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Spectropop V#0006

  • From: The Spectropop Group
  • Date: 11/3/97
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       Volume #0006                                 11/05/97
    Subject:     Christmas Album in stereo
    Sent:        11/3/97 5:15 PM
    Received:    11/3/97 6:54 PM
    From:        Paul Urbahns, purbaXXX@XXXXXXorg
    To:          Spectropop  List,
    I am probably one of the few that actually like to hear Phil Spector's 
    work in stereo. For me I was lucky to locate a cut-out of a Holland 
    release called "XMAS PARTY WITH..." on Duchesse CD352032 made in 1988. It 
    has the complete Phil Spector Christmas Album in stereo plus three Elvis 
    songs (which I skip over) in mono. Naturally the Elvis songs are the 
    primary concern but by listing the various Phil Spector artists 
    seperately it gives the impression of a various artists album. This is 
    the only known CD stereo release of the Christmas Album. Keep an eye out 
    in your used CD store for this one. If your local record store stocks 
    cut-outs from "Last Chance" (that's a distributor) check his catalog, 
    that's where mine came from. It doesn't sound like it's made from a 
    record, but rather an album stereo tape master. The same company put out 
    a Righteous Brothers CD about the same time, called "ALL THE HITS..." 
    also pretty good for those days.
    Paul Urbahns
    -----------[ archived by Spectropop ]-----------
    Subject:     Re: Favorite Lesser-Known Writers
    Sent:        11/3/97 7:37 PM
    Received:    11/3/97 9:40 PM
    From:        Marc Wielage,
    To:          Spectropop List,
    CC:          David Marsteller,
    David Marsteller said:
    >I thought it would be interesting if other list members would like to
    >share names of lesser-known 60's writers that they look for while record
    >browsing. One that I have fun looking for is Artie Resnick. Artie's two
    >big songs are "Under The Boardwalk" and "Good Lovin'".
    Here's the songs I know about that were written by Artie Resnick:
    "Chip Chip" - Gene McDaniels (Liberty 55405)
    "Good Lovin'" - The Young Rascals (Atlantic 2321)
    "I've Got Sand in My Shoes" - The Drifters (Atlantic 2253)
    "Keep the Ball Rollin'" - Jay & The Techniques (Smash 2124)
    "Quick Joey Small (Run, Joey, Run)" - Kasenetz Katz Singing Orchestral 
    Circus (Buddah 64)
    "Run, Run, Run" - The Third Rail (Epic 10191)
    "Under the Boardwalk" - The Drifters (Atlantic 2237)
    "Yummy Yummy Yummy" - The Ohio Express (Buddah 38)
    There's probably a lot more listed over on the BMI Web site.
     = Marc Wielage	      |    Internet: =
     = MusicTrax, Ltd.    |         CompuServe: 76702,1025 =
     = Chatsworth, CA     |                    AOL: mtrax6 =
    -----------[ archived by Spectropop ]-----------
    Subject:     Various
    Sent:        11/3/97 7:50 PM
    Received:    11/3/97 9:43 PM
    From:        Jamie LePage,
    To:          Spectropop List,
    Mike Bartolowits wrote:
    >I was listening to Darlene's Maybe I Know this morning...
    Is this a 60's recording or something done post "Lord If You're A Woman?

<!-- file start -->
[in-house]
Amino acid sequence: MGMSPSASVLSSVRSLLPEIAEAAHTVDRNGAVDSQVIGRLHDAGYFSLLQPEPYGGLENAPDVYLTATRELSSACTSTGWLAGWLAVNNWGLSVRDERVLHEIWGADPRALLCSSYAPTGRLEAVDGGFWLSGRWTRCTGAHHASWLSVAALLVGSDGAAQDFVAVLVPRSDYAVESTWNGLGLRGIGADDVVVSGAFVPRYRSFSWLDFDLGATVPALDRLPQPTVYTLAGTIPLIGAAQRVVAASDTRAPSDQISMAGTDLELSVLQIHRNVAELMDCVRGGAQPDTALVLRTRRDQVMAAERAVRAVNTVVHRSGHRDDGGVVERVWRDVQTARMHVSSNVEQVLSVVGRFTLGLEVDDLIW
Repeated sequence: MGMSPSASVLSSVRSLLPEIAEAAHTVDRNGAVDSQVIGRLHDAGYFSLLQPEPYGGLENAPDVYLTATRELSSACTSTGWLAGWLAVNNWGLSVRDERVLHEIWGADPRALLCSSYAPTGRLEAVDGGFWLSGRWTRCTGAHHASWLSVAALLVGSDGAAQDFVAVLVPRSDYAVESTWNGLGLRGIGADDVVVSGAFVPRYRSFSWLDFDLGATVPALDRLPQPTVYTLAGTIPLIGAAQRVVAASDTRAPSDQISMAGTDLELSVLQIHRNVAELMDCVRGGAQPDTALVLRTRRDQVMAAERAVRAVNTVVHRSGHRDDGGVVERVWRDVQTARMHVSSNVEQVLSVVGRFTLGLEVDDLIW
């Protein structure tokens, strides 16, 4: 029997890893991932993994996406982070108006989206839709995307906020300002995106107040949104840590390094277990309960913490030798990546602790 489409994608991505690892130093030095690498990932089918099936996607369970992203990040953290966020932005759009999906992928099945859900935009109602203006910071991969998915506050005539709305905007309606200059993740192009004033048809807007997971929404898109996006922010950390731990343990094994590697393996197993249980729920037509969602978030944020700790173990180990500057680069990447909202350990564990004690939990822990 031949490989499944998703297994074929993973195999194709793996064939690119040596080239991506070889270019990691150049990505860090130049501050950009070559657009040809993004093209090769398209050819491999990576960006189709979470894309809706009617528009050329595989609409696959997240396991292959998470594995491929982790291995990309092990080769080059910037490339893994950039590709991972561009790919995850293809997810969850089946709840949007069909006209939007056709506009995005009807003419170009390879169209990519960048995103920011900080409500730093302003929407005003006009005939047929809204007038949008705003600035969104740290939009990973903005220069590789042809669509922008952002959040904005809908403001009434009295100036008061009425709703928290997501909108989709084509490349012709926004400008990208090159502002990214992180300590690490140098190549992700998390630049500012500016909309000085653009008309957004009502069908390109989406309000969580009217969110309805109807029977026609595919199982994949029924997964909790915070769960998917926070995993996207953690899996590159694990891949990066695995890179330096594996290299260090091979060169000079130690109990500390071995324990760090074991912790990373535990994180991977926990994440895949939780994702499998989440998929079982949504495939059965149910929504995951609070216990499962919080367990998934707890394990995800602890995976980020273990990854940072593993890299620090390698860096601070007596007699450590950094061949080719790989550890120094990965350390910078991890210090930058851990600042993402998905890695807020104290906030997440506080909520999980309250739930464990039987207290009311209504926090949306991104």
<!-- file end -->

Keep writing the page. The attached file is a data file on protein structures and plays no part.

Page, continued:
I don't remember ever hearing this
    Keith D'Arcy asks:
    >Does anyone out there know where I can get a copy of the Salt 
    >Water Taffy LP in relatively good shape?  
    Isn't this available on CD? I'm sure I have seen it a few times. I only 
    know one track off this. What's so good about this, really? 
    David asks:
    >Do any of you remember the "I Dream Of Jeannie" episode with 
    >Boyce & Hart and Spector?
    Thank you for mentioning that and I would very, very much like to have a 
    copy of this episode if anyone could oblige. Without access to Nick 
    Network we can't even look for it. 
    David Marsteller wrote:
    >I thought it would be interesting if other list members would 
    >like to  share names of lesser-known 60's writers that they 
    >look for while record  browsing. One that I have fun looking 
    >for is Artie Resnick.
    This is a good time to mention that the well-known songwriters (sometimes 
    producers) too are prime candidates for discussion here and I would like 
    to see discographies on these writers made available as internet 
    reference material; from Leiber/Stoller to Boyce/Hart in the Spectropop 
    definition of 60's music. Concerning lesser known writers, do Toni Wine, 
    Beverly Ross and Carol Connors qualify as lesser-known? Well known to me, 
    but household names?
    Marc Wielage wrote:
    >Pressing errors can and do happen sometimes, and the artist has 
    >no  control over screw-ups like this. Even Adler can't really 
    >be blamed,  since I think his main work today is counting the 
    >royalties, not making  the discs. :-)
    Whoa! No doubt about the latter statement, but I have a feeling Watson 
    wasn't talking about a pressing error!
    >I'd gladly trade a CD-R or MiniDisc copy of this for other King  
    >material  I don't have...
    Do you collect Carole King? I would very much like to archive a Dimension 
    Records discography, if anyone can help.
    -----------[ archived by Spectropop ]-----------
    Subject:   Re: Return To Brill Days
    Sent:        11/3/97 5:11 AM
    Received:    11/3/97 9:57 AM
    From:        Brent Kubasta,
    To:     Spectropop List,
    >The irony is that the Beatles, by emulating and glorifying 
    >Brill (and  Motown to a great extent), simultaneously destroyed 
    >its very concept...
    Wonderful perceptive summary.
    >...since the end of  Brill artists were and are 
    >expected to write their own material.
    I think that "rock journalism" made this the rule of law.